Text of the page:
The army and police maintained a formidable presence around Cairo, blocking major intersections and side streets with troops, barbed-wire barricades and armored vehicles. That kept locally organized marches from leaving their neighborhoods and merging into major gatherings.
As a result, a march by some 3,000 protesters, which appeared to be one of the largest organized in downtown Cairo, headed enthusiastically but almost aimlessly along open streets through the Mohandesin district until it dissolved in the late afternoon heat.
“We aren’t going to any specific place,” said a man who would only give his first name of Taha. “We are defending our vote.”
Many marchers held four fingers in the air for “Rabaa,” the Arabic word for “fourth,” and the name of the largest pro-Morsi sit-in site that government forces assaulted and dispersed on Aug. 14. Most of at least 638 people killed that day died in Rabaa.
Tensions, however, were high. Shoving and shouting matches erupted between pro-military and pro-Morsi worshippers as they left noon prayers at the Assad Ibn Al Furat Mosque in the city’s upper-class Dokki district.
Several hundred men and women, some leading children by their hands, gathered under a grimy overpass in the neighboring Giza district. “All Egyptians are here,” they chanted, “not just the Brotherhood.” They denounced as a “traitor” Gen. Abdel-Fateh el-Sissi, the army chief and defense minister who has emerged as Egypt’s de facto ruler.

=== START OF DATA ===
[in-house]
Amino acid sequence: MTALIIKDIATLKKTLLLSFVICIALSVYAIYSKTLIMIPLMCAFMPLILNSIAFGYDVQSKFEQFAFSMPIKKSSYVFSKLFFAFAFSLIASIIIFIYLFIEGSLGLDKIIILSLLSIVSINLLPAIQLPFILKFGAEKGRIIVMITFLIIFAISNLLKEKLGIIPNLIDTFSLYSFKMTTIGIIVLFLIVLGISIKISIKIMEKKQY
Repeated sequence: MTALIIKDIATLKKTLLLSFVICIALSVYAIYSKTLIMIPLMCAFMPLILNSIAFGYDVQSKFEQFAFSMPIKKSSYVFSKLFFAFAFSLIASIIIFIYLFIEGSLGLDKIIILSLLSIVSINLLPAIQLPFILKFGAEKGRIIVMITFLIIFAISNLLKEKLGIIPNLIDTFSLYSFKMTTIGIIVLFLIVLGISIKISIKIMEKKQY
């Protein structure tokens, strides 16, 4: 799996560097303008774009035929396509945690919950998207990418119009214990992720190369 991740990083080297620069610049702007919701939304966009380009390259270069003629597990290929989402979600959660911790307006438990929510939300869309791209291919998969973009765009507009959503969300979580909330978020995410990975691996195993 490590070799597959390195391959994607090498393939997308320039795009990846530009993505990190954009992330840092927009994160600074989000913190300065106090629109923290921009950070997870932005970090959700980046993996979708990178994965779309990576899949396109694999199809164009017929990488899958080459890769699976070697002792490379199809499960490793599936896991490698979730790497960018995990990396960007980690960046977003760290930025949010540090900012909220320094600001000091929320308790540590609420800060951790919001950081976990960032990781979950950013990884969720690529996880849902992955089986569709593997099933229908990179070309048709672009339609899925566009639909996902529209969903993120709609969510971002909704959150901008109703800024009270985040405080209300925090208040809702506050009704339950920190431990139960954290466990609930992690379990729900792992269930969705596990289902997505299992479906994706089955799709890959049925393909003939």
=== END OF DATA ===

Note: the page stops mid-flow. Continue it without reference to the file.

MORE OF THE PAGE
Ahmed Mohammad, 53, an electrician who appeared to be helping to marshal the crowd but denied belonging to the Brotherhood, said the turnout wasn’t low because of fears of violence or the mass arrests that have all but decapitated the organization’s leadership.
“The main effect is the army blockades. People are coming out and mobilizing without the leadership,” he said as passing cars and trucks honked support. “I have a question for Sissi: Why don’t you remove your tanks and see how large the crowds will be?”
Mohammad Abdul Rahman, 43, an engineer who also denied being a Brotherhood member, insisted that the pro-Morsi movement would persist.
“We believe in God and we are not afraid of tanks and soldiers,” he said.
Kamel el Helbawy is a former member of the Brotherhood who speaks publicly about the often opaque organization. He said leaders who are still free have been left alone because they are too weak to organize the group, “especially in such difficult circumstances.” The Brotherhood, el Helbawy said, has lost public support.
His conclusion was bolstered by a poll released by the Egyptian Centre for Public Opinion Research. It found 67 percent of 1,395 Egyptians surveyed Aug. 19-21 were “content” with the government decision to violently break up sits-in supporting Morsi. That compared with 24 percent who were not content and 9 percent who were undecided.
For the movement to survive, el Helbawy said, the Brotherhood’s leadership needs to step forward now while the organization is in crisis.
“The leadership left the battle at the wrong time. This is the worst crackdown,” el Helbawy said. “Within 10 years, maybe they can come back again.”
McClatchy special correspondent Amina Ismail contributed to this article.